Campus Reform | UPitt hires law firm to review its fetal tissue research

UPitt hires law firm to review its fetal tissue research

The move follows calls for an investigation into experimental research that reportedly used harvested organs, and allegation the university has denied.

The law firm Hyman, Phelps & McNamara is conducting the review.

The University of Pittsburgh has hired an external law firm to conduct a review of its federally-funded fetal tissue research.

Campus Reform previously reported on an immunology experiment conducted at the university where researchers grafted aborted babies’ scalps onto lab mice. The experiment came under fire during a Pennsylvania House Health Committee hearing in May.

Over the past few weeks, multiple lawmakers have also called for an investigation into UPitt’s research practices following a report released by Judicial Watch in August, which revealed that it may have harvested organs from live fetuses.

[RELATED: U Pitt grafts aborted babies’ scalps to rodents in disgusting experiment]

“It is obvious the University of Pittsburgh is feeling pressure from lawmakers and members of the general public about its highly controversial research practices involving the body parts of aborted babies,” Maria Gallagher, legislative director of the Pennsylvania Pro-Life Federation, an affiliate of National Right to Life, told Campus Reform.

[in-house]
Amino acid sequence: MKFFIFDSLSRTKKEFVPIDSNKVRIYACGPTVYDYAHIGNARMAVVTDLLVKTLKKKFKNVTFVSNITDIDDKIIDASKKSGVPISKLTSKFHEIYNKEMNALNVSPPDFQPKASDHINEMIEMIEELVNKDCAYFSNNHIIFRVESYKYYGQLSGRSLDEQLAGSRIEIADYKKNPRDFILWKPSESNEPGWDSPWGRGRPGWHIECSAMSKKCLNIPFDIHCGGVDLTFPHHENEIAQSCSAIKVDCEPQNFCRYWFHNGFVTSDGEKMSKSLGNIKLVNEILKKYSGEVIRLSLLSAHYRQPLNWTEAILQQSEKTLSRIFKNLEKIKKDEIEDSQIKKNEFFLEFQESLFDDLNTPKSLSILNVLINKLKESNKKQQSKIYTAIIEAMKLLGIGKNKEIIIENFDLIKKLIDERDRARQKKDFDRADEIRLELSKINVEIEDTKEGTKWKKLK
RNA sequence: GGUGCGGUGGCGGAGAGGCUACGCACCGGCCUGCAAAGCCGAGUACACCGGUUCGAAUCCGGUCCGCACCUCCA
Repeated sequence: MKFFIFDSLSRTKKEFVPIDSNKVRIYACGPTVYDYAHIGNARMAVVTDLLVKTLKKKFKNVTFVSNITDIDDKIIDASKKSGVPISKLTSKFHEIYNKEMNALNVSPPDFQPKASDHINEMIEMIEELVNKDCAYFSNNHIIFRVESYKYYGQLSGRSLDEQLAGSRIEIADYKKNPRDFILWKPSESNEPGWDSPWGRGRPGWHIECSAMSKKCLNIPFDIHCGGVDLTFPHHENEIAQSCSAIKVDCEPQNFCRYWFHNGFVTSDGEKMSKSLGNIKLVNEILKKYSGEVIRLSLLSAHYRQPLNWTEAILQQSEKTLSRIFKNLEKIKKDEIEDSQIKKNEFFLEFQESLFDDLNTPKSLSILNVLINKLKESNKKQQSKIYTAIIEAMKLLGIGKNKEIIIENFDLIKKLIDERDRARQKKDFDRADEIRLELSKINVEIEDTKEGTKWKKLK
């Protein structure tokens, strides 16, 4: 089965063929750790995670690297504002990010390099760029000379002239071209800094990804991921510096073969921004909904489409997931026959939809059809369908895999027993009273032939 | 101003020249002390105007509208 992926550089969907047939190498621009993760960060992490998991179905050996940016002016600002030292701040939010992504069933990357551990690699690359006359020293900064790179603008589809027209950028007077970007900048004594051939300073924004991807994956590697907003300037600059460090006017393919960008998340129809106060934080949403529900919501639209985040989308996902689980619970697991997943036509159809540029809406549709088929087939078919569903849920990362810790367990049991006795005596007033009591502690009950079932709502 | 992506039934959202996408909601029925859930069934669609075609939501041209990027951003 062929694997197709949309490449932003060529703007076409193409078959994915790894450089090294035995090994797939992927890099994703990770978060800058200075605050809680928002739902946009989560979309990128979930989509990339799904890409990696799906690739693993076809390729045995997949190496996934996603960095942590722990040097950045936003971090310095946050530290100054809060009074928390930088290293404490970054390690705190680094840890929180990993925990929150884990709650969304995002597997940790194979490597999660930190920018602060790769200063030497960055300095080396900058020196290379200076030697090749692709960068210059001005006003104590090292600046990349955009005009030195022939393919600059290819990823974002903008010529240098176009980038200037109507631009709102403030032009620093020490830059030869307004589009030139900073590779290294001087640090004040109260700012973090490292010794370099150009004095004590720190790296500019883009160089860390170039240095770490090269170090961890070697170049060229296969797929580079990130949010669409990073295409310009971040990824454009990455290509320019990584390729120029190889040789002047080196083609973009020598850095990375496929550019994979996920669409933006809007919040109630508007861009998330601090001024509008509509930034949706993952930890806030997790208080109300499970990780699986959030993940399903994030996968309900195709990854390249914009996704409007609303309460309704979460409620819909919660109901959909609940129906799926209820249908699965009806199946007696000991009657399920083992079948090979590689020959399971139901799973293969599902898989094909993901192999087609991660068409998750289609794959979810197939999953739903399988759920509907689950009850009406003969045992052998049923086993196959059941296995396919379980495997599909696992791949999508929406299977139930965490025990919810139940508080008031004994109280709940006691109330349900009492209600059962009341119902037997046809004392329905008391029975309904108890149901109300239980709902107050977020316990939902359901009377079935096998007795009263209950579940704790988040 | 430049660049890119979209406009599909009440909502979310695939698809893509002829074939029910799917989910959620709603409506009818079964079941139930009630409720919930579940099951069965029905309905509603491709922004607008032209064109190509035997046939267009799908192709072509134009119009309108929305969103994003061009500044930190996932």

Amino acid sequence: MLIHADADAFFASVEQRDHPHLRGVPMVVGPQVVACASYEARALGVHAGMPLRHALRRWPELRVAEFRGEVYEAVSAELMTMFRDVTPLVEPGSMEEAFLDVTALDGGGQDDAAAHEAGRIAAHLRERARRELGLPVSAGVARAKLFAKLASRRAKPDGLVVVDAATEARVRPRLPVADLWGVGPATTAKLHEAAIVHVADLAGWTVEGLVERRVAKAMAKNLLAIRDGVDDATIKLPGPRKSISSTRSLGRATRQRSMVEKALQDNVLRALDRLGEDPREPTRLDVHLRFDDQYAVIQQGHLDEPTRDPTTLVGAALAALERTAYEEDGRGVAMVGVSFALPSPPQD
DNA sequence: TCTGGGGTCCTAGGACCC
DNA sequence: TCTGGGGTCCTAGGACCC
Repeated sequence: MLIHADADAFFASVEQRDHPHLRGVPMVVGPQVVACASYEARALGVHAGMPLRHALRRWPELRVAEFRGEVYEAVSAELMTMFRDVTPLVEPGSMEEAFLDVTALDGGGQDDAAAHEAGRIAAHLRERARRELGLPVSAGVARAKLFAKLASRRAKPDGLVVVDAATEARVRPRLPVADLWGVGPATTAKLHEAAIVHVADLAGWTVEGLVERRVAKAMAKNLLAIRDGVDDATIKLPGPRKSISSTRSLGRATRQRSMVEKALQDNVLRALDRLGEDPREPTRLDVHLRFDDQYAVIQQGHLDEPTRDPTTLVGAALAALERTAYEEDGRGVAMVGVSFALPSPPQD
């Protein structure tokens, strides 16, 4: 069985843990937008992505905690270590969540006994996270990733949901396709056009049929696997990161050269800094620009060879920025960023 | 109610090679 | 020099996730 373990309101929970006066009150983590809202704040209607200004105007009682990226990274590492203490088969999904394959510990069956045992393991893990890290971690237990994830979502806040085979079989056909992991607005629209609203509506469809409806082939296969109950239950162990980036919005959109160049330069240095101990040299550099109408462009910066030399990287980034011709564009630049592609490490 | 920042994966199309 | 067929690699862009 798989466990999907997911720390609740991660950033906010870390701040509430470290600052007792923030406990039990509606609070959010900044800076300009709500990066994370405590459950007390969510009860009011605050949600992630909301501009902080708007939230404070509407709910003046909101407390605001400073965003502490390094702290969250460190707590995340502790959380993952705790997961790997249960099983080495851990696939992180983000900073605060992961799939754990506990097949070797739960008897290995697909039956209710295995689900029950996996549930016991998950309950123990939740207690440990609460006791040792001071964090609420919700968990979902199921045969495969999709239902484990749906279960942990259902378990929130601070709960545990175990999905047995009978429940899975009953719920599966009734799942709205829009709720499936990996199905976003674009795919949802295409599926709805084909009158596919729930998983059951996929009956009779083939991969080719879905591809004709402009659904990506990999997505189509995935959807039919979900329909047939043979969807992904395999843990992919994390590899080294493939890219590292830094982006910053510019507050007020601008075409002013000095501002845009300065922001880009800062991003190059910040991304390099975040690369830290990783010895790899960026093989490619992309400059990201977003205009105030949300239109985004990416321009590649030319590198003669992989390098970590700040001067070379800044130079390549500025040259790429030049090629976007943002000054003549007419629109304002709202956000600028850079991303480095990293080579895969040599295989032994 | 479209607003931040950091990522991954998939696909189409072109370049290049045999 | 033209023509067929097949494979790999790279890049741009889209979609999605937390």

Gallagher says Pennsylvania taxpayers “deserve more than a review by a law firm,” adding that legislation calling for a thorough investigation is being introduced to the Pennsylvania State Senate.

“Serious allegations of violations of state and federal law have surfaced. For instance, have university researchers used body parts from babies whose hearts are still beating?” Gallagher said. “The fact that human scalps are being grafted onto laboratory mice is abhorrent. The allegations against the university read like something out of a script for a horror movie.”

[RELATED: Campus pro-life group is 'danger to the student body,' according to editorial board]

UPitt continues to deny any wrongdoing, explaining in a September 9th statement that the university “routinely conducts reviews to ensure that its research activities—across all areas of research—comply with internal policies as well as all relevant federal and state laws.”

The university said in a statement that they are taking this "proactive step to ensure that it is positioned to continue leading the way—scientifically, legally and ethically—in practicing and advancing lifesaving research."

Hyman, Phelps & McNamara, the law firm hired to conduct the review, will present its findings to university senior leadership when it is finished.

Campus Reform reached out to the University of Pittsburgh for comment but did not hear back in time for publication.

Follow the author of this article on Twitter @katesrichardson